Thorstein Veblen, 1857-1929
Thorstein Bunde Veblen, born Tosten Bunde Veblen (July 30, 1857 – August 3, 1929) was an American sociologist and economist and a primary mentor, along with John R. Commons, of the institutional economics movement. Besides his technical work he was a popular and witty critic of capitalism, as shown by his best known book The Theory of the Leisure Class .
Veblen is famous in the History of economic thought for combining a Darwinian evolutionary perspective with his new institutionalist approach to economic analysis. He combined sociology with economics in his masterpiece, The Theory of the Leisure Class , arguing there was a basic distinction between the productiveness of "industry," run by engineers, which manufactures goods, and the parasitism of "business," which exists only to make profits for a leisure class. The chief activity of the leisure class was "conspicuous consumption", and their economic contribution is "waste," activity that contributes nothing to productivity. The American economy was therefore made inefficient and corrupt by the businessmen, though he never made that claim explicit. Veblen believed that technological advances were the driving force behind cultural change, but, unlike many contemporaries, he refused to connect change with progress.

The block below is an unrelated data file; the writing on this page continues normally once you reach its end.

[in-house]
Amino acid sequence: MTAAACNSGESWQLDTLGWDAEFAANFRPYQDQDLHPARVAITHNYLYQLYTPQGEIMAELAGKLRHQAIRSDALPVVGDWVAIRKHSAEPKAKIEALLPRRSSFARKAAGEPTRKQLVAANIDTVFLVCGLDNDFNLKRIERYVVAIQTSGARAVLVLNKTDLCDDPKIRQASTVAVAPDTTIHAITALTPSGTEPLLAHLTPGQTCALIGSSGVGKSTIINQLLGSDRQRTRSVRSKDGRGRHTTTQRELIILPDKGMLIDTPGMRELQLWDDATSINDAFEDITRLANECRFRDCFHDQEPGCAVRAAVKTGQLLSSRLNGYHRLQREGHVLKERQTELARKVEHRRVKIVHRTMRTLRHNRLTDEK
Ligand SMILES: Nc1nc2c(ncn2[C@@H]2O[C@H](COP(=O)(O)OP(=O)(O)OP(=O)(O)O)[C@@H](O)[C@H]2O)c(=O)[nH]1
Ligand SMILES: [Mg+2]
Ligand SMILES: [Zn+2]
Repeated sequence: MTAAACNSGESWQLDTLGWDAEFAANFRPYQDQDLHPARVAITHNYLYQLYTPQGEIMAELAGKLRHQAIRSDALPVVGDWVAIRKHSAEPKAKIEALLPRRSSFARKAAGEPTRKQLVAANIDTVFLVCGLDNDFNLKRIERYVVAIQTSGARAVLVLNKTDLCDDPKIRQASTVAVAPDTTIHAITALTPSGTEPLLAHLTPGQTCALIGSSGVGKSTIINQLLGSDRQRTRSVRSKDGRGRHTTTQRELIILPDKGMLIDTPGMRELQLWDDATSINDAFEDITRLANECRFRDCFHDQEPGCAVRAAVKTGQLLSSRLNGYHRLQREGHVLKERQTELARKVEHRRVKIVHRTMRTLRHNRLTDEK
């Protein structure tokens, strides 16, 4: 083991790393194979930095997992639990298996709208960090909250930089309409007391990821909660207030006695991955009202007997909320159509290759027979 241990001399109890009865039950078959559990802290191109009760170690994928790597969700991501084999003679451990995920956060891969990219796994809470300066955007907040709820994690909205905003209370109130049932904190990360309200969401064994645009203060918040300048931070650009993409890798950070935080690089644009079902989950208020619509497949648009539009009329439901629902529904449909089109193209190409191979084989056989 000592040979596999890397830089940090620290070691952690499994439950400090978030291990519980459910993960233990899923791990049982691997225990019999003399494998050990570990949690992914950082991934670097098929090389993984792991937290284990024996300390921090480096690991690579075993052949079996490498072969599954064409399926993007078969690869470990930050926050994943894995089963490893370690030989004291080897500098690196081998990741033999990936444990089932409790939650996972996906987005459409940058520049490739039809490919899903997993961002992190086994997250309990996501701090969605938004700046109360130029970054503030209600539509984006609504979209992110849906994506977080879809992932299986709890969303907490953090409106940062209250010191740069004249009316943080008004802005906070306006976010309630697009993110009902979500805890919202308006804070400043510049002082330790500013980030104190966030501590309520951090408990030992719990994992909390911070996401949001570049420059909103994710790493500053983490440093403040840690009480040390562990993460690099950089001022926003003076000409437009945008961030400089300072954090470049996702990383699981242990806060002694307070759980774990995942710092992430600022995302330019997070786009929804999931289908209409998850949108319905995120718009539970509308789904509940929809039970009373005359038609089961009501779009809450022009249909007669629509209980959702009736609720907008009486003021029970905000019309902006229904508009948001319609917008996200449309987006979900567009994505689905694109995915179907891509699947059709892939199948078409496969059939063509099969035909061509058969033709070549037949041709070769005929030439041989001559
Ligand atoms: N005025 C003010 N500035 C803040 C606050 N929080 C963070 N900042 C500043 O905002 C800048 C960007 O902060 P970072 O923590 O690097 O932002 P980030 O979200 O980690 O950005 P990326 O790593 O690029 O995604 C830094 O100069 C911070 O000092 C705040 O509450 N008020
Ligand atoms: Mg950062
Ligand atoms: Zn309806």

Although Veblen was sympathetic to government ownership, he had a low opinion of workers and the labor movement and was hostile to Marxism. As a leading intellectual of the Progressive Era, his sweeping attack on production for profit and his stress on the wasteful role of consumption for status greatly influenced liberal thinkers seeking a non-Marxist critique of capitalism. Experts complained his ideas, while brilliantly presented, were crude, gross, fuzzy, and imprecise; others complained he was a wacky eccentric. Scholars continue to debate exactly what he meant in his convoluted, ironic and satiric essays; he made heavy use of examples of primitive societies, but many examples were pure invention.